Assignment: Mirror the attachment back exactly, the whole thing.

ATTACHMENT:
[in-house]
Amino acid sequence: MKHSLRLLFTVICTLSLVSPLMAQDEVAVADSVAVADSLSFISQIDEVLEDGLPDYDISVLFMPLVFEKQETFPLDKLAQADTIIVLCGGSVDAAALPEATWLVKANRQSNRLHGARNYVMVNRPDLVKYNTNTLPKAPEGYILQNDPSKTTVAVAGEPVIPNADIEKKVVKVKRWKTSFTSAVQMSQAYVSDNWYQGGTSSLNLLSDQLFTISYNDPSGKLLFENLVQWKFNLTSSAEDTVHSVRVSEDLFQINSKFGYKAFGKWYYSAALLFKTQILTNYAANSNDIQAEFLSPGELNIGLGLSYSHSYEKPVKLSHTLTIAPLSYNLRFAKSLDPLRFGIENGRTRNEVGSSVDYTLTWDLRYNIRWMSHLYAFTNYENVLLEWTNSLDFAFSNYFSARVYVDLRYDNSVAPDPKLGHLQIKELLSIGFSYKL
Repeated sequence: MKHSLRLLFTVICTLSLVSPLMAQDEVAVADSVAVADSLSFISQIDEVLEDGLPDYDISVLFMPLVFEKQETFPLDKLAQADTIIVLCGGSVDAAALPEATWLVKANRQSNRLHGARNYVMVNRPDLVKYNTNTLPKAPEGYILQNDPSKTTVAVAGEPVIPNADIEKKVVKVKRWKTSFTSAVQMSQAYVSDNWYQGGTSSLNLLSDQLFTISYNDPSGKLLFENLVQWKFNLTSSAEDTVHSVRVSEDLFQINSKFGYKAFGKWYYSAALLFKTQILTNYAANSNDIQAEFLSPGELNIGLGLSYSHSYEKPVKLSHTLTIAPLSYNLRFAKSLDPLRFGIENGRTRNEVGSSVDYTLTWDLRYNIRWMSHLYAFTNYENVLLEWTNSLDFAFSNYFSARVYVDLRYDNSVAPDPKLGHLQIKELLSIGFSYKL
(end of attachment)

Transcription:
[in-house]
Amino acid sequence: MKHSLRLLFTVICTLSLVSPLMAQDEVAVADSVAVADSLSFISQIDEVLEDGLPDYDISVLFMPLVFEKQETFPLDKLAQADTIIVLCGGSVDAAALPEATWLVKANRQSNRLHGARNYVMVNRPDLVKYNTNTLPKAPEGYILQNDPSKTTVAVAGEPVIPNADIEKKVVKVKRWKTSFTSAVQMSQAYVSDNWYQGGTSSLNLLSDQLFTISYNDPSGKLLFENLVQWKFNLTSSAEDTVHSVRVSEDLFQINSKFGYKAFGKWYYSAALLFKTQILTNYAANSNDIQAEFLSPGELNIGLGLSYSHSYEKPVKLSHTLTIAPLSYNLRFAKSLDPLRFGIENGRTRNEVGSSVDYTLTWDLRYNIRWMSHLYAFTNYENVLLEWTNSLDFAFSNYFSARVYVDLRYDNSVAPDPKLGHLQIKELLSIGFSYKL
Repeated sequence: MKHSLRLLFTVICTLSLVSPLMAQDEVAVADSVAVADSLSFISQIDEVLEDGLPDYDISVLFMPLVFEKQETFPLDKLAQADTIIVLCGGSVDAAALPEATWLVKANRQSNRLHGARNYVMVNRPDLVKYNTNTLPKAPEGYILQNDPSKTTVAVAGEPVIPNADIEKKVVKVKRWKTSFTSAVQMSQAYVSDNWYQGGTSSLNLLSDQLFTISYNDPSGKLLFENLVQWKFNLTSSAEDTVHSVRVSEDLFQINSKFGYKAFGKWYYSAALLFKTQILTNYAANSNDIQAEFLSPGELNIGLGLSYSHSYEKPVKLSHTLTIAPLSYNLRFAKSLDPLRFGIENGRTRNEVGSSVDYTLTWDLRYNIRWMSHLYAFTNYENVLLEWTNSLDFAFSNYFSARVYVDLRYDNSVAPDPKLGHLQIKELLSIGFSYKL